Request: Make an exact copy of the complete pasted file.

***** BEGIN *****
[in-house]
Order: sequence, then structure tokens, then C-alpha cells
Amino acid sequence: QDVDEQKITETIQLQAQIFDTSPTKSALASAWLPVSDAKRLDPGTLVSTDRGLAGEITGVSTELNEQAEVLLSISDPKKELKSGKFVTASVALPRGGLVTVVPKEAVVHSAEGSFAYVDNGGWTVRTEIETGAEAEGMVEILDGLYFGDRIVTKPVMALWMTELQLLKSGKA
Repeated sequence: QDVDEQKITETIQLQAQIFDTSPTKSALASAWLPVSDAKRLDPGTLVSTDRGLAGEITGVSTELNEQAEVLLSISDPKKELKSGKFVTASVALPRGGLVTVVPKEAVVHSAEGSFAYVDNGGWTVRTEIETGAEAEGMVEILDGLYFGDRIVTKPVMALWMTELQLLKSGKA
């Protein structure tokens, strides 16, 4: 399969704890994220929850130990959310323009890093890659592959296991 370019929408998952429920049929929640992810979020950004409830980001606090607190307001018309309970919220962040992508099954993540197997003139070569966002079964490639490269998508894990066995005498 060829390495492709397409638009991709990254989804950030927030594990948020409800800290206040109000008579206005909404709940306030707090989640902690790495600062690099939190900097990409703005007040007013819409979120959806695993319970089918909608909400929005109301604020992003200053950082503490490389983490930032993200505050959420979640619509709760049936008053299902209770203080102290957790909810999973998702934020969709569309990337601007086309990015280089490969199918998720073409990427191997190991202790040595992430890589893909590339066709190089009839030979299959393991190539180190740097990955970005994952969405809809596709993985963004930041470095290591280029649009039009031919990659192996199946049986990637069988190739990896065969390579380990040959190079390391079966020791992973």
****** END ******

[in-house]
Order: sequence, then structure tokens, then C-alpha cells
Amino acid sequence: QDVDEQKITETIQLQAQIFDTSPTKSALASAWLPVSDAKRLDPGTLVSTDRGLAGEITGVSTELNEQAEVLLSISDPKKELKSGKFVTASVALPRGGLVTVVPKEAVVHSAEGSFAYVDNGGWTVRTEIETGAEAEGMVEILDGLYFGDRIVTKPVMALWMTELQLLKSGKA
Repeated sequence: QDVDEQKITETIQLQAQIFDTSPTKSALASAWLPVSDAKRLDPGTLVSTDRGLAGEITGVSTELNEQAEVLLSISDPKKELKSGKFVTASVALPRGGLVTVVPKEAVVHSAEGSFAYVDNGGWTVRTEIETGAEAEGMVEILDGLYFGDRIVTKPVMALWMTELQLLKSGKA
């Protein structure tokens, strides 16, 4: 399969704890994220929850130990959310323009890093890659592959296991 370019929408998952429920049929929640992810979020950004409830980001606090607190307001018309309970919220962040992508099954993540197997003139070569966002079964490639490269998508894990066995005498 060829390495492709397409638009991709990254989804950030927030594990948020409800800290206040109000008579206005909404709940306030707090989640902690790495600062690099939190900097990409703005007040007013819409979120959806695993319970089918909608909400929005109301604020992003200053950082503490490389983490930032993200505050959420979640619509709760049936008053299902209770203080102290957790909810999973998702934020969709569309990337601007086309990015280089490969199918998720073409990427191997190991202790040595992430890589893909590339066709190089009839030979299959393991190539180190740097990955970005994952969405809809596709993985963004930041470095290591280029649009039009031919990659192996199946049986990637069988190739990896065969390579380990040959190079390391079966020791992973």